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But in the case of craft beer, with its focus on small-batch and local brewing, association with a megabrewer is the kiss of death. And this is a major problem for Big Beer, as this is the only corner of the American beer market that is really growing these days. Overall beer sales were flat last year (up a measly 0.5%) and actually fell by 2% the year before. Yet craft beer sales are growing at 17.6% per year and now make up a sizable (and profitable) chunk of the market. Craft beer accounts for 11% of volume yet 19% of dollar sales. Spend any time in a pub frequented by beer snobs, and you’ll notice the price difference in your bar tab very quickly.

Late last year, I wrote about the challenges Anheuser-Busch InBev’s (BUD) faced in its attempts to buy its way into the craft beer market. There are essentially two issues at play. The first is image. Craft beer is a luxury good subject to the changing whims of fashion. A sense of uniqueness or exclusivity is needed to convince drinkers to pay a premium over domestic Bud Light, and that is a tough act for a megabrewer to pull off.

The second issue is economies of scale. The beauty of Big Beer operations is their massive and efficient production and distribution. But this goes completely out the window when you buy a locally-produced microbrew. Mass producing it and selling it nationally—or globally—kills the “buy it local” vibe that made it popular to begin with. But keeping it local neutralizes Big Beer’s marketing and distribution power.

So, what is Big Beer to do?

While the megabrewers are in a tough spot, I would argue that their strategy is broadly the right one. Miller, Bud and Heineken (HEINY) will never be able to please the true hipster beer snob because the essense of hipsterism is the ability to one-up your friends by name dropping obscure references. Blue Moon is already far too popular to satisfy the thirst of a true hipster. (For a good–if somewhat crude–laugh at craft beer’s expense, enjoy this comedy skit by Nacho Punch: “Hipsters Love Beer.”)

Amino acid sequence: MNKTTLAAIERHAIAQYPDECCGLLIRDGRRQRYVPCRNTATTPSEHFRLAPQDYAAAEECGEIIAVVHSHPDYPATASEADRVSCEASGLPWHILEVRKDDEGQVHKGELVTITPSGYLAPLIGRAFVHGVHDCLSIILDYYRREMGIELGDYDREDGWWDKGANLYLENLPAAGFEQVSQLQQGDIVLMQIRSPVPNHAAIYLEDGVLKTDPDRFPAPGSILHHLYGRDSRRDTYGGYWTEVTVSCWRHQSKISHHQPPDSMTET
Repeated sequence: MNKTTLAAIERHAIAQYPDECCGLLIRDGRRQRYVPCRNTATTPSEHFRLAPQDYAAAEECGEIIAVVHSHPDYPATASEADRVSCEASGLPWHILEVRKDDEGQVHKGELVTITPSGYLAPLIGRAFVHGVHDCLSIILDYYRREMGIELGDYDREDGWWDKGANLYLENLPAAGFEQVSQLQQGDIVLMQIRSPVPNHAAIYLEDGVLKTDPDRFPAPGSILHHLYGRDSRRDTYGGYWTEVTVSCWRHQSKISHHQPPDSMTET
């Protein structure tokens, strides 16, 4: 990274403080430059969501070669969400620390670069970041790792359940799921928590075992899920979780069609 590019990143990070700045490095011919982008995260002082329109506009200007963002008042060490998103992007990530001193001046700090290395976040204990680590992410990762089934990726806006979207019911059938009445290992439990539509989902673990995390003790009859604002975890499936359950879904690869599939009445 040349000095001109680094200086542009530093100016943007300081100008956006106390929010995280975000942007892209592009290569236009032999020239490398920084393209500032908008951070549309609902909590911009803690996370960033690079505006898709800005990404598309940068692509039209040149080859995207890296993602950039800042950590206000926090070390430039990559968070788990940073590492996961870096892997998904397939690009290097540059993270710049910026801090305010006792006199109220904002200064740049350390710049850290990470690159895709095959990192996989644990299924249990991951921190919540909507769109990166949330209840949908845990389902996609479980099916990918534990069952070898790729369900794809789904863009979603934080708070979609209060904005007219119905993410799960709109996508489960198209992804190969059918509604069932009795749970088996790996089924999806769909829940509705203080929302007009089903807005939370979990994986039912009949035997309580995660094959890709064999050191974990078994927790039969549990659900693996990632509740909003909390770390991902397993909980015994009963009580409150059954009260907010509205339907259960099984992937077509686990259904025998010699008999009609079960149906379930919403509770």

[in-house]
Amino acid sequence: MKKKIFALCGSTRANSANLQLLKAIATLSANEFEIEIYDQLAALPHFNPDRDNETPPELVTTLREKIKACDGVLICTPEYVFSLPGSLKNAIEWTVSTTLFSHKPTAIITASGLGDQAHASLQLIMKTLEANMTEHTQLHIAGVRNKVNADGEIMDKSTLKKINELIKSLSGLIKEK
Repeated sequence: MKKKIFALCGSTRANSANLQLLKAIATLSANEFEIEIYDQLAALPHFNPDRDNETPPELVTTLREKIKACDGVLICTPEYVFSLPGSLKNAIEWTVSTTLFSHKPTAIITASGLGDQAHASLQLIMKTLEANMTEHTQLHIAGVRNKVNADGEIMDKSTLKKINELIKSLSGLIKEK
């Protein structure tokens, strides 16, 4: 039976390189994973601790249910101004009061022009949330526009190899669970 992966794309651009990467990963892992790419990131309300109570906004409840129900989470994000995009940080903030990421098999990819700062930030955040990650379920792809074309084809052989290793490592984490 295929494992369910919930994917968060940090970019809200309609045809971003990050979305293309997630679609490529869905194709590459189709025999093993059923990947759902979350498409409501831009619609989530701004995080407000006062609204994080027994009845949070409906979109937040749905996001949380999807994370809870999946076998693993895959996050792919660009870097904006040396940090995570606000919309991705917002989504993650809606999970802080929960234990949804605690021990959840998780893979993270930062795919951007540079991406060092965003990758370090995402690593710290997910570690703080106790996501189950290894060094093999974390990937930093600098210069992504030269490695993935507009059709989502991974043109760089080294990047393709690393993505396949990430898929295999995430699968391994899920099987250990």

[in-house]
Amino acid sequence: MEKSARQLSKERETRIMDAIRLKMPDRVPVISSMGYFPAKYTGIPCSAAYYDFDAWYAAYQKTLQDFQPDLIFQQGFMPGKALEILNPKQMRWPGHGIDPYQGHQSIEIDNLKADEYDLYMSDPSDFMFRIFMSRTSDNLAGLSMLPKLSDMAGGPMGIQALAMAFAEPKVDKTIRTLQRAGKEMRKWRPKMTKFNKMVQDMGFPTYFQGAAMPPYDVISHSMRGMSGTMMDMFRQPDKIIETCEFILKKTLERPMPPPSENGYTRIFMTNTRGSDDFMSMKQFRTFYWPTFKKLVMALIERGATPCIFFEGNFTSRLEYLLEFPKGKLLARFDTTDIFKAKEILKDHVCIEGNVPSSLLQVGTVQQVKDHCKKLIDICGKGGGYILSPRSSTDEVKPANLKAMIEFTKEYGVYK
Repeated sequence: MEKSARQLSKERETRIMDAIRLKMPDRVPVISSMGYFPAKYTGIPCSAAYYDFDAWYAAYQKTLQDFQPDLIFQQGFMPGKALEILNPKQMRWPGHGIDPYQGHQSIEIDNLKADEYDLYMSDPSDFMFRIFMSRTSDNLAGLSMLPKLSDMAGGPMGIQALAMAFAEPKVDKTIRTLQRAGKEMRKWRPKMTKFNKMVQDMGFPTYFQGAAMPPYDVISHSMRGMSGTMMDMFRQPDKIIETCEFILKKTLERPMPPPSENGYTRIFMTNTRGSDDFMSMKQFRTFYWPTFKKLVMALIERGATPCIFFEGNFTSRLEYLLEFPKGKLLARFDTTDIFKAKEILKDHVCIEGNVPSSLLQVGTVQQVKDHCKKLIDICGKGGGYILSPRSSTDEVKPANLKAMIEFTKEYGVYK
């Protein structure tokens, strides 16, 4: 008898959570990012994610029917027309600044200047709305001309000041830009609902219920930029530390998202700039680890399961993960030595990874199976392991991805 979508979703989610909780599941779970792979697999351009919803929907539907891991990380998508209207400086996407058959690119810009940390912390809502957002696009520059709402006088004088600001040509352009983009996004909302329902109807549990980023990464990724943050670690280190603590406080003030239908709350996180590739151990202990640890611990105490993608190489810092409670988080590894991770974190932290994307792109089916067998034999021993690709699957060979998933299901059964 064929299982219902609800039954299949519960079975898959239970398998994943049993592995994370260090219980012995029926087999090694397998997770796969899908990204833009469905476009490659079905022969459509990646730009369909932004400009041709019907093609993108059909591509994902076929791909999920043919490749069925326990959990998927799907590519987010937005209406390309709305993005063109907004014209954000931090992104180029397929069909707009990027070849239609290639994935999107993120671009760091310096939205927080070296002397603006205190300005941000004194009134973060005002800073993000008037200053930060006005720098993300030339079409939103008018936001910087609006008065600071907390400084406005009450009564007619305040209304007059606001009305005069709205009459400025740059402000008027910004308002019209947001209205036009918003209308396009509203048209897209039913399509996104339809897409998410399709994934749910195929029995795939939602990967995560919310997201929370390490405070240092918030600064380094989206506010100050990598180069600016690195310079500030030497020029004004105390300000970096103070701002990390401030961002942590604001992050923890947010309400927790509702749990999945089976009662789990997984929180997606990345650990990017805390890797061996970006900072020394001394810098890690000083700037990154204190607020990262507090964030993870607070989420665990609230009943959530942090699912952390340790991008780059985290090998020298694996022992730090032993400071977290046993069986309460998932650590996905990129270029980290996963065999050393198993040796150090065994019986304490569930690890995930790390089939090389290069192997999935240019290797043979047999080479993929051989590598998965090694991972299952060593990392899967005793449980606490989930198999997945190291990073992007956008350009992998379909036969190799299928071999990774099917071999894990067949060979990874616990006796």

But this subsector of the beer-drinking population is also small minority. MillerCoors is going after a much broader market: Higher-income casual drinkers looking to order a beer or two after work. It’s essentially the Sam Adam’s Boston Beer (SAM) crowd.

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Boston Beer is actually an interesting case study. You could call Sam Adams the vanguard of the craft beer revolution, and SAM stock has been one of the best growth plays of the past decade. Sam Adams drinkers like a good, premium beer, but their tastes are still pretty mainstream. Big Beer can compete well in this space with brands like Blue Moon.

I’m somewhat wary of the entire beer sector right now based on price. Boston Beer trades hands at 35 times trailing earnings, and this is after the recent share-price correction. Molson Coors and Heineken each trade at 27 times trailing earnings, and Anheuser-Busch InBev at 22. I would consider all to be worthy candidates on substantial pullbacks, but I’d avoid putting new money into them at current prices.

Disclosures: Long HEINY

Charles Lewis Sizemore, CFA, is chief investment officer of the investment firm Sizemore Capital Management and the author of the Sizemore Insights blog.

This piece first appeared on InvestorPlace. Photo credit: Quinn Dombrowski

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Reader Comment: Are E-Cigarettes Getting Stubbed Out?

In response to my article “Are E-Cigarettes Getting Stubbed Out?” and specifically to my comment that slowing imports could be a sign of slowing product demand, Pascal Culverhouse of Electric Tobacconist wrote a thoughtful reply. Mr. Culverhouse can certainly speak with authority on the subject; he happens to be the proprietor of an online vaping retailer based in the UK. He notes that his sales continue to grow at a rather brisk pace of 10% per month.

Here’s my take on your imports theory:

Two years ago, the model (in the US & UK) was that people would buy cigarette-style ecigs, followed by unique cartridge refills which weren’t interchangeable across brands. These cartridges were usually made in China, meaning that the majority of the products needed to be imported.

Fast forward two years and the bottom has fallen out of that side of the market. From occupying around 80% of our sales this time last year, it is now around 20%. Nowadays people are more interested in the ‘tank-style’ liquid kits which can be filled up with any e-liquid of their choosing.

This fact has the following implications:

  1. Liquid can be blended anywhere and the public is starting to favour domestically-made stuff (instead of bulk-made Chinese liquid), hence reduced imports.
  2. Tanks last longer, so less hardware is required. Again, meaning less importation of hardware.
  3. Brands find it harder to tie the customer down because the ‘cartridge refill’ model is all but dead.

There have been many reports about the slowing of the industry, but my feeling is that these reports come off the back of skewed statistics. If you measure the growth of, say, the five biggest brands in the US/UK then you will see their growth curve slowing (this is what we have seen among the major brands we carry – blu, NJOY, VIP, Vapestick etc), but the industry itself is dispersing and growing at a rapid rate.